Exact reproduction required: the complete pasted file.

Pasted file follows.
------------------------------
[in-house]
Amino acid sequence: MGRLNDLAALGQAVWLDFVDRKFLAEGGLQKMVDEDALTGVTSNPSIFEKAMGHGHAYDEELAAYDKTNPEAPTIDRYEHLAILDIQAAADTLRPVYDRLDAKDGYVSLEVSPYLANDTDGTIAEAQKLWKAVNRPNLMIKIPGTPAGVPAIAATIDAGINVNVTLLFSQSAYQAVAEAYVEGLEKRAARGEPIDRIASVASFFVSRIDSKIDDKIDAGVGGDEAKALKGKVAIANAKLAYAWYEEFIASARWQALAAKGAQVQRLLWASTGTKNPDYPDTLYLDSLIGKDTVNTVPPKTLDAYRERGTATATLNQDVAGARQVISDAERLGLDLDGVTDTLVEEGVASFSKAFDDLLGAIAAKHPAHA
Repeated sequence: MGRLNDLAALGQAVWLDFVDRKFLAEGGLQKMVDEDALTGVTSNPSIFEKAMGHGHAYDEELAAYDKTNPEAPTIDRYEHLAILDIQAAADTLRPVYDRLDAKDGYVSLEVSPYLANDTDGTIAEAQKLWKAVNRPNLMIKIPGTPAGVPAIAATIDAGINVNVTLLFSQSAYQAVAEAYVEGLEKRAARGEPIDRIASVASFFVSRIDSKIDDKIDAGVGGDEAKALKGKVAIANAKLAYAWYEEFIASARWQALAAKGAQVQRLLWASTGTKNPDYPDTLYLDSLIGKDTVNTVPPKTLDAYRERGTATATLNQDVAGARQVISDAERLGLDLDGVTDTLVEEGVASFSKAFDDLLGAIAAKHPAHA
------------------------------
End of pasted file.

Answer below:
[in-house]
Amino acid sequence: MGRLNDLAALGQAVWLDFVDRKFLAEGGLQKMVDEDALTGVTSNPSIFEKAMGHGHAYDEELAAYDKTNPEAPTIDRYEHLAILDIQAAADTLRPVYDRLDAKDGYVSLEVSPYLANDTDGTIAEAQKLWKAVNRPNLMIKIPGTPAGVPAIAATIDAGINVNVTLLFSQSAYQAVAEAYVEGLEKRAARGEPIDRIASVASFFVSRIDSKIDDKIDAGVGGDEAKALKGKVAIANAKLAYAWYEEFIASARWQALAAKGAQVQRLLWASTGTKNPDYPDTLYLDSLIGKDTVNTVPPKTLDAYRERGTATATLNQDVAGARQVISDAERLGLDLDGVTDTLVEEGVASFSKAFDDLLGAIAAKHPAHA
Repeated sequence: MGRLNDLAALGQAVWLDFVDRKFLAEGGLQKMVDEDALTGVTSNPSIFEKAMGHGHAYDEELAAYDKTNPEAPTIDRYEHLAILDIQAAADTLRPVYDRLDAKDGYVSLEVSPYLANDTDGTIAEAQKLWKAVNRPNLMIKIPGTPAGVPAIAATIDAGINVNVTLLFSQSAYQAVAEAYVEGLEKRAARGEPIDRIASVASFFVSRIDSKIDDKIDAGVGGDEAKALKGKVAIANAKLAYAWYEEFIASARWQALAAKGAQVQRLLWASTGTKNPDYPDTLYLDSLIGKDTVNTVPPKTLDAYRERGTATATLNQDVAGARQVISDAERLGLDLDGVTDTLVEEGVASFSKAFDDLLGAIAAKHPAHA